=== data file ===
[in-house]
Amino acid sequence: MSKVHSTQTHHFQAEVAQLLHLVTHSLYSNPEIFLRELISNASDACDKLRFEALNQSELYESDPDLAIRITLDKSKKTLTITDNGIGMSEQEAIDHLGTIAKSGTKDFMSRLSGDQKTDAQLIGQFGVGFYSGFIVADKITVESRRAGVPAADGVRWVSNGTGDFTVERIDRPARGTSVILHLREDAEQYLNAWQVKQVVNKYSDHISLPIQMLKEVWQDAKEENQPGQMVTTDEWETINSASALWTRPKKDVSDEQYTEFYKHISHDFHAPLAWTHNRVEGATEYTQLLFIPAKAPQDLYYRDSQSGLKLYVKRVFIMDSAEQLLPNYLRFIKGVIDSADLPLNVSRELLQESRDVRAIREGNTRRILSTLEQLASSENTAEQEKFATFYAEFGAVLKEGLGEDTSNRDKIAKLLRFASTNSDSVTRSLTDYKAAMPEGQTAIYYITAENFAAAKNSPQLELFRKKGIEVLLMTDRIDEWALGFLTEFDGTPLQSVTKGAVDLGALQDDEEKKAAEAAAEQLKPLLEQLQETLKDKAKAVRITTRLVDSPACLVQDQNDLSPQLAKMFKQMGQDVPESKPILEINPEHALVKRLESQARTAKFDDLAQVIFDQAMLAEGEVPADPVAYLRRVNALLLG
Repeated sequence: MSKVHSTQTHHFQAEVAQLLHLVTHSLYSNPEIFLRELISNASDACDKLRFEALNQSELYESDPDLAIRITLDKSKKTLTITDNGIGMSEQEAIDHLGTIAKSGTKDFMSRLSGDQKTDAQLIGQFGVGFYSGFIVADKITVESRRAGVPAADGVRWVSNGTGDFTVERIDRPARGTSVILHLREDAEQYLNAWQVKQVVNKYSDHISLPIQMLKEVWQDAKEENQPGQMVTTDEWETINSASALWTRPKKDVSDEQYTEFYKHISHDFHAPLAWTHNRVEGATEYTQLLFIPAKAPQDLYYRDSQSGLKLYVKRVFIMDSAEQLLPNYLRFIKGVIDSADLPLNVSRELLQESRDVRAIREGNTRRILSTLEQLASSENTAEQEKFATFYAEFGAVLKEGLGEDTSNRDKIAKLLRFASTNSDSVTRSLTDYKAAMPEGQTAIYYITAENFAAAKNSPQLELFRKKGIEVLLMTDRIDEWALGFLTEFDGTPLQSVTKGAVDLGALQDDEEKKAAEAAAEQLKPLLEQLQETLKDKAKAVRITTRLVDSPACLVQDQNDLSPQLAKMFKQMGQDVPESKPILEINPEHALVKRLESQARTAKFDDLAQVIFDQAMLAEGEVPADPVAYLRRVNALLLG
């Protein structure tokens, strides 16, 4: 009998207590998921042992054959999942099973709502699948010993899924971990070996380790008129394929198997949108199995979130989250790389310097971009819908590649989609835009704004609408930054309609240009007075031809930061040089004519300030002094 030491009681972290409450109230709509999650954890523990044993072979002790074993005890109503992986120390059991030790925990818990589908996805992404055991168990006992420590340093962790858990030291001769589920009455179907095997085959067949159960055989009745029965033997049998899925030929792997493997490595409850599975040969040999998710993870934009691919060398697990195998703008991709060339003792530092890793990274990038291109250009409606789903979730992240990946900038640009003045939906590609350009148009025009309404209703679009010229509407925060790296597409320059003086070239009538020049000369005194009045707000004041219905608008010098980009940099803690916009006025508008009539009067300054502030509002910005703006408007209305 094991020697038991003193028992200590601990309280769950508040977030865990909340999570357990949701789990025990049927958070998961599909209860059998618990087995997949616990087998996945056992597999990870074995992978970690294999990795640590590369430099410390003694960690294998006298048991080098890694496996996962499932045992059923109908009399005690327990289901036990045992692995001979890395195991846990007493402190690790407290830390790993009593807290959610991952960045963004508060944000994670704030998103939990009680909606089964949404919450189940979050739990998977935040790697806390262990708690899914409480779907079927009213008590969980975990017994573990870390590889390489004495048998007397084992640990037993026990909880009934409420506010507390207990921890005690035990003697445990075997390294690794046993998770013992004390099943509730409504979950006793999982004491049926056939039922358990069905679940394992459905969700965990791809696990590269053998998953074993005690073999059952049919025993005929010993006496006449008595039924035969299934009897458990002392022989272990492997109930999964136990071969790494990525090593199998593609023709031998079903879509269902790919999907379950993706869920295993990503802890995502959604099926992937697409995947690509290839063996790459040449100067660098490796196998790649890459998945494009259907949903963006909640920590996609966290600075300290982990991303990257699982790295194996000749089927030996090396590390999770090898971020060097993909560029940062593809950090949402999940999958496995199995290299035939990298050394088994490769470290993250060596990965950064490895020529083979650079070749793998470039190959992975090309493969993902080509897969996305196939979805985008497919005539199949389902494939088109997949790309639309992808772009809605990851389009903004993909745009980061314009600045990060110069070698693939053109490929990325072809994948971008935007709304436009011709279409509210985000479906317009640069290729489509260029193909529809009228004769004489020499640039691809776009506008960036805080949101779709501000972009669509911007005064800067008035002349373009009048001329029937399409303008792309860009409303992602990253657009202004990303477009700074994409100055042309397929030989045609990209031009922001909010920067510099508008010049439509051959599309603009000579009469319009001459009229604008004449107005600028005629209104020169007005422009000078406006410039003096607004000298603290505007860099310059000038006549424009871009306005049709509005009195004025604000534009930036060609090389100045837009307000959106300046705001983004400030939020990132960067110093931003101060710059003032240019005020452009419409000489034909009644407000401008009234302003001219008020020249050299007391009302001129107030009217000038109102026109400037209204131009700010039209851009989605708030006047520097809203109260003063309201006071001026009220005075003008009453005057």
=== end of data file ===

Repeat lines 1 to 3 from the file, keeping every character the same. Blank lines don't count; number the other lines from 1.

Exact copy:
[in-house]
Amino acid sequence: MSKVHSTQTHHFQAEVAQLLHLVTHSLYSNPEIFLRELISNASDACDKLRFEALNQSELYESDPDLAIRITLDKSKKTLTITDNGIGMSEQEAIDHLGTIAKSGTKDFMSRLSGDQKTDAQLIGQFGVGFYSGFIVADKITVESRRAGVPAADGVRWVSNGTGDFTVERIDRPARGTSVILHLREDAEQYLNAWQVKQVVNKYSDHISLPIQMLKEVWQDAKEENQPGQMVTTDEWETINSASALWTRPKKDVSDEQYTEFYKHISHDFHAPLAWTHNRVEGATEYTQLLFIPAKAPQDLYYRDSQSGLKLYVKRVFIMDSAEQLLPNYLRFIKGVIDSADLPLNVSRELLQESRDVRAIREGNTRRILSTLEQLASSENTAEQEKFATFYAEFGAVLKEGLGEDTSNRDKIAKLLRFASTNSDSVTRSLTDYKAAMPEGQTAIYYITAENFAAAKNSPQLELFRKKGIEVLLMTDRIDEWALGFLTEFDGTPLQSVTKGAVDLGALQDDEEKKAAEAAAEQLKPLLEQLQETLKDKAKAVRITTRLVDSPACLVQDQNDLSPQLAKMFKQMGQDVPESKPILEINPEHALVKRLESQARTAKFDDLAQVIFDQAMLAEGEVPADPVAYLRRVNALLLG
Repeated sequence: MSKVHSTQTHHFQAEVAQLLHLVTHSLYSNPEIFLRELISNASDACDKLRFEALNQSELYESDPDLAIRITLDKSKKTLTITDNGIGMSEQEAIDHLGTIAKSGTKDFMSRLSGDQKTDAQLIGQFGVGFYSGFIVADKITVESRRAGVPAADGVRWVSNGTGDFTVERIDRPARGTSVILHLREDAEQYLNAWQVKQVVNKYSDHISLPIQMLKEVWQDAKEENQPGQMVTTDEWETINSASALWTRPKKDVSDEQYTEFYKHISHDFHAPLAWTHNRVEGATEYTQLLFIPAKAPQDLYYRDSQSGLKLYVKRVFIMDSAEQLLPNYLRFIKGVIDSADLPLNVSRELLQESRDVRAIREGNTRRILSTLEQLASSENTAEQEKFATFYAEFGAVLKEGLGEDTSNRDKIAKLLRFASTNSDSVTRSLTDYKAAMPEGQTAIYYITAENFAAAKNSPQLELFRKKGIEVLLMTDRIDEWALGFLTEFDGTPLQSVTKGAVDLGALQDDEEKKAAEAAAEQLKPLLEQLQETLKDKAKAVRITTRLVDSPACLVQDQNDLSPQLAKMFKQMGQDVPESKPILEINPEHALVKRLESQARTAKFDDLAQVIFDQAMLAEGEVPADPVAYLRRVNALLLG